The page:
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Global tree charity to support organ donor “crisis”


Press release

Embargoed Release, 1am September 21, 2011.

PATT asked to join journey to support one of the youngest transplant patients in the world – and help give young lives a second chance

THEY may be over 6,000 miles part – but two families are hoping to plant the seeds of hope to help save a young child’s life.

Founder of the Plant A Tree Today (PATT) Foundation and Charity Andrew Steel was asked to help highlight the desperate need for organ donors globally – and support the cause of one of the youngest liver transplant patients in the world.

It comes after little Lottie Bryon-Edmond – known as ‘Chip’ – had been critically-ill since birth because of a rare liver disorder. Lottie was born on July 06, 2011 in Torbay Hospital and was moved to Exeter, then to Bristol. She is now in Birmingham Children’s Hospital intensive care unit. Specialists diagnosed Lottie with Neonatal Hemochromatosis, a rare, unexplained and severe liver disease caused by toxic amounts of iron in the baby’s liver.

After an agonising wait, just weeks ago her life was saved by a last-minute organ donor. Her parents, Chris and Julie said the life-saving operation had been ‘miraculous’. Her family has now launched the ChipBE campaign to raise awareness of the lack of organ donors on the British register.

Lottie had to wait for weeks, despite being at the top of a ‘super’ urgent transplant list. It became apparent to the family there was a world donor shortage. In Britain, only a quarter of 62 million people agree to become an organ donor. This figure is still reliant on what relatives say after a loved one’s death.

Organisers of Lottie’s campaign ChipBE – which is making national headlines – approached the Charity to plant a tree on behalf of Lottie in Thailand. The aim is to plant “a seed of hope to raise awareness” of the world shortfall in registered organ donors. Organisers have also asked the charity to help highlight the emotive cause to get an extra one million people to sign up as donors; they don’t want families to go through the same “rollercoaster nightmare” they faced.

Lottie’s father Chris, from Torquay, said: “The Plant A Tree Today Foundation is about global issues, just as the shortfall in organ donations is an international crisis.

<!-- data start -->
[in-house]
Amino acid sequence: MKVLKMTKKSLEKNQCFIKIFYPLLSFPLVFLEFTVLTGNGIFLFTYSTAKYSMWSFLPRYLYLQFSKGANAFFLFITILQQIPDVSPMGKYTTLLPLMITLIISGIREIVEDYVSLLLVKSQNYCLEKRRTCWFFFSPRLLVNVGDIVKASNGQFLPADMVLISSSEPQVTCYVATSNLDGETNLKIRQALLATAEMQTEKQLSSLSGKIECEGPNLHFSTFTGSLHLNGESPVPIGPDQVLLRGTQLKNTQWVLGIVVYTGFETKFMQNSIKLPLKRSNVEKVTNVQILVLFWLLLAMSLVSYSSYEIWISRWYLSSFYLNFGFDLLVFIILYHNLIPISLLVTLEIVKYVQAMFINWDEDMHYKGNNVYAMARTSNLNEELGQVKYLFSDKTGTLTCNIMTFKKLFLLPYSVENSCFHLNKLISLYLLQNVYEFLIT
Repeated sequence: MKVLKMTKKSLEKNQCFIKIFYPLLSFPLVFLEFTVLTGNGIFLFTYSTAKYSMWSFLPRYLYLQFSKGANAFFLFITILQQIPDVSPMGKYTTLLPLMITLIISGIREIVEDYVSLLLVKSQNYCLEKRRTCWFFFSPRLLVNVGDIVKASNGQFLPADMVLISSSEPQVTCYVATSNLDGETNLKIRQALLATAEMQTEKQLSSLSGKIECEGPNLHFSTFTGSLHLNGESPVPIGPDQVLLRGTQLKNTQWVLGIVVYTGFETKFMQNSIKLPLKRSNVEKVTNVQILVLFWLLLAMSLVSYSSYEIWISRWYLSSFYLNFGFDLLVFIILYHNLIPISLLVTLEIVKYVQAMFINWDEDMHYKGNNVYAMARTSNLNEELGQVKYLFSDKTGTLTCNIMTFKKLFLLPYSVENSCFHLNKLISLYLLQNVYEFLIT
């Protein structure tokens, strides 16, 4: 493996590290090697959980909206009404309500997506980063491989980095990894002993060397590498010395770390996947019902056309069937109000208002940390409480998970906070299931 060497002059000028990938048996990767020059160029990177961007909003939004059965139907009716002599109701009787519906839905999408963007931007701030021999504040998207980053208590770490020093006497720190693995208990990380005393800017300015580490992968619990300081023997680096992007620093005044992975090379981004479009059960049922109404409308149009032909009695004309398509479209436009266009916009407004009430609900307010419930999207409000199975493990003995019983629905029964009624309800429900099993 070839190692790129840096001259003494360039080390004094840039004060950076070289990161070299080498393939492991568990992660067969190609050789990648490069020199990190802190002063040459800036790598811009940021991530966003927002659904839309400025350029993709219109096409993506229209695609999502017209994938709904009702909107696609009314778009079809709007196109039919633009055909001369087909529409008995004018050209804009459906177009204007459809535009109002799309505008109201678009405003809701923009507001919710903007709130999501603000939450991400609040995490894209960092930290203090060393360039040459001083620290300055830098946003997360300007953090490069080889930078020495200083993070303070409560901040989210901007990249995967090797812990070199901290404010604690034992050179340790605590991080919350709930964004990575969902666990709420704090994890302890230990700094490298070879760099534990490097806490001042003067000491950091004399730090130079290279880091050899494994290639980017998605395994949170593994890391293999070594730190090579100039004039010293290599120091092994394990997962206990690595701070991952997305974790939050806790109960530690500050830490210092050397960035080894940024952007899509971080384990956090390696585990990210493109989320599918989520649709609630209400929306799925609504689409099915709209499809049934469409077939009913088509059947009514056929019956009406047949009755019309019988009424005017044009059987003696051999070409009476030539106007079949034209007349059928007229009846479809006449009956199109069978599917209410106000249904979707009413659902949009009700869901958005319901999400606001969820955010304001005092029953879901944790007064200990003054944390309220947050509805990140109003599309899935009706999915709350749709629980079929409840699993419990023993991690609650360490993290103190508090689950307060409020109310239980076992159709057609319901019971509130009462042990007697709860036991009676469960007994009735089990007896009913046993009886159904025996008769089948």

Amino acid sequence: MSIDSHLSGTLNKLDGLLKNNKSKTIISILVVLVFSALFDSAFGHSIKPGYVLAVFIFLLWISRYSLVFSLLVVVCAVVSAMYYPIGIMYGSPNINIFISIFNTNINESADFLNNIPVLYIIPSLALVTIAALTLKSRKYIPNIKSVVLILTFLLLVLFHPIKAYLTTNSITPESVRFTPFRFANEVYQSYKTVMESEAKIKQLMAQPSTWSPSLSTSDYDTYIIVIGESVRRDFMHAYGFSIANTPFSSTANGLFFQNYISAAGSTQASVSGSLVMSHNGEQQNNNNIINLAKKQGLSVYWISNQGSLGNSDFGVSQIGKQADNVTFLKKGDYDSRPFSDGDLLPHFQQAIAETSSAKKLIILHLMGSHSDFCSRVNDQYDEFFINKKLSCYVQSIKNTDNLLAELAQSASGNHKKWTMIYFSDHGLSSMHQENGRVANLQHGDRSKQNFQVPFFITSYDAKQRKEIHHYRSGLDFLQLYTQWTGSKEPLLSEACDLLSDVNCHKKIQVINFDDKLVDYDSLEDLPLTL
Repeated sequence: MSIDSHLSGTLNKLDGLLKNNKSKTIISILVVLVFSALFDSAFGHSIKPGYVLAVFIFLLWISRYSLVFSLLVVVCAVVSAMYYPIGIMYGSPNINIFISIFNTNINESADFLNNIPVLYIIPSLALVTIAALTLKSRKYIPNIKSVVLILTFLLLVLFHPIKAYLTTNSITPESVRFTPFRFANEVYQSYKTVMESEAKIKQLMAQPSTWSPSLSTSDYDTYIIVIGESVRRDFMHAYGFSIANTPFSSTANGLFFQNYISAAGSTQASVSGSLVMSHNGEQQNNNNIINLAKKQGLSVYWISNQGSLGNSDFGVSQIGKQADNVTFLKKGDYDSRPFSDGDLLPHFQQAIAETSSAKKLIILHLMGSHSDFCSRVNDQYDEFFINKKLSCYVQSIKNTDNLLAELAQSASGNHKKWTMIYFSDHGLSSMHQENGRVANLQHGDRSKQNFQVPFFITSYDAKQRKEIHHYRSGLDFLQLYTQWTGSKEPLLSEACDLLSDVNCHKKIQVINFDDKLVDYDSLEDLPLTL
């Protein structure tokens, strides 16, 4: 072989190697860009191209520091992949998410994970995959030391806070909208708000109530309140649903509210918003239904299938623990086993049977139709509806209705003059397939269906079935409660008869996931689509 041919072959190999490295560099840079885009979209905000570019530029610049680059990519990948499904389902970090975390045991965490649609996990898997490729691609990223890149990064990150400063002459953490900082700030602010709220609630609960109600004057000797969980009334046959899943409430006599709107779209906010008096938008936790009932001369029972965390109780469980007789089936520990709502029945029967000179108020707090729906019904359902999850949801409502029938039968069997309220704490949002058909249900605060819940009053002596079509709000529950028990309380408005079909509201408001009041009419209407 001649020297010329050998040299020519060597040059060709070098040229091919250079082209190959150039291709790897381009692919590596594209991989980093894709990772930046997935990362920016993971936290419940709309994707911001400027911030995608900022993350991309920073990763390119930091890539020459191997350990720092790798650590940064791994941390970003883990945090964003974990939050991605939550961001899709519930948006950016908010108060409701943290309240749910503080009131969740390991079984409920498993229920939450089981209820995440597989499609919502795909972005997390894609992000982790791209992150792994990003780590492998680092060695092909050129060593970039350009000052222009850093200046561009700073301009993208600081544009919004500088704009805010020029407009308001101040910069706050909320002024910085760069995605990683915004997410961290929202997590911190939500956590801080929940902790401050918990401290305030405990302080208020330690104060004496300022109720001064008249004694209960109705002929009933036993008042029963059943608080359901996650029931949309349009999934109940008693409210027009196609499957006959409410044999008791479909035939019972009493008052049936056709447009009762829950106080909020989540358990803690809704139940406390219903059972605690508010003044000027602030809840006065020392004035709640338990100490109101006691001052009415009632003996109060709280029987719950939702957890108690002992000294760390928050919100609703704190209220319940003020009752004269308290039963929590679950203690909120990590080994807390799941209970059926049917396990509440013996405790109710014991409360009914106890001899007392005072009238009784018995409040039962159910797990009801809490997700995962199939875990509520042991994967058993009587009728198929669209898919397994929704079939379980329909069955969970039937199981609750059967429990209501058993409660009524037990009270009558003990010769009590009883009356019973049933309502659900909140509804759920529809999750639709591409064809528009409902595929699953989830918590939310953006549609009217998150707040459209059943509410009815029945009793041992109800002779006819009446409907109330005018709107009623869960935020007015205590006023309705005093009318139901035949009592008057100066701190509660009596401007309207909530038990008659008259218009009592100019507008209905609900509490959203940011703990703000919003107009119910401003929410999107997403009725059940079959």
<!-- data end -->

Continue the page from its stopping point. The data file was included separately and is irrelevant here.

“Lottie was born with a near-tragic liver disease. We were told that because of the shortfall in organ donations, she was unlikely to receive a liver in time. We wanted to use whatever national and international channels possible to raise awareness of the global problem.

“It’s hard to manage the emotions behind becoming a family free from those fears and the knowledge that sadly somewhere a child that has passed away has given life in their brief journey. But words cannot express how very thankful we are to the parents of the donor who made such a life-saving decision.”

He added: “My daughter was incredibly fortunate. She is one of the youngest and smallest babies in the world to undergo a liver transplant and thanks to a huge number of people is getting steadily better. “It’s simple to register in the UK and only takes a minute to click to the transplant website – but say ChipBE sent you!”

Following the eight-hour operation, Lottie is now doing well, although she will be kept in Birmingham Children’s Hospital, where the transplant took place, monitored by up to 20 doctors and specialists until her condition stabilises. Chris and Julie hope to bring her back home in mid-October.

Hull-born businessman Mr Steel, 40, has pledged his support. “As a family man I can only just begin to emphasise with what Lottie’s family have gone through. I took my children down to one of our tree nurseries in Khao Yai National Park, Thailand and together we planted a tree for Lottie. It was very moving as it brought home how very lucky we are as a family – and how important it is to register as a donor.”

Mr Steel said a plaque – written in English and Thai – will be placed alongside the tree to help highlight the cause and ensure local schools, families, businesses and visitors can see first- hand how to get involved.

PATT, a United Nations Seed Award winner, aims to plant more than one million trees in a fight against climate change and poverty.

PATT Communications Director Christopher Parker – based in Hull – said: “It was humbling to have been approached by Lottie’s family to help raise awareness.

“Our charity work is based on improving the lives for future generations; we had no hesitation in lending our support – and reaching out to our supporters, which ultimately could save a young person’s life.”

For more information on the campaign, please visit www.chipbe.com or to become registered as an organ donor, please visit www.uktransplant.org.uk (and say ChipBE sent you).



For more information about Andrew Steel, or to arrange an interview, contact Christopher Parker of the PATT Foundation on 07875 155892 or visit www.pattfoundation.org.

For more information on ChipBE, please contact Mark McCoy on 07717 663236 or Brydgette Bryon-Edmond on (01672) 540100 or 07841 054443.

Image 1 AS Family Thailand: PATT Founder Andrew Steel pictured with his two children Lauryn, aged 11 and Oliver aged 8 planting a Cassia fistula tree for little Lottie.

Image 2 Little Lottie and Family: Chris and Julie Bryon-Edmond with Lottie – known as Chip.

Notes to editors:

Set up in 2005, the Plant A Tree Today Foundation and UK Charity aims to tackle climate change by planting native trees, reforesting areas which have been destroyed through illegal logging, development and agriculture – and is responsible for huge replanting schemes in Thailand, India and South Africa.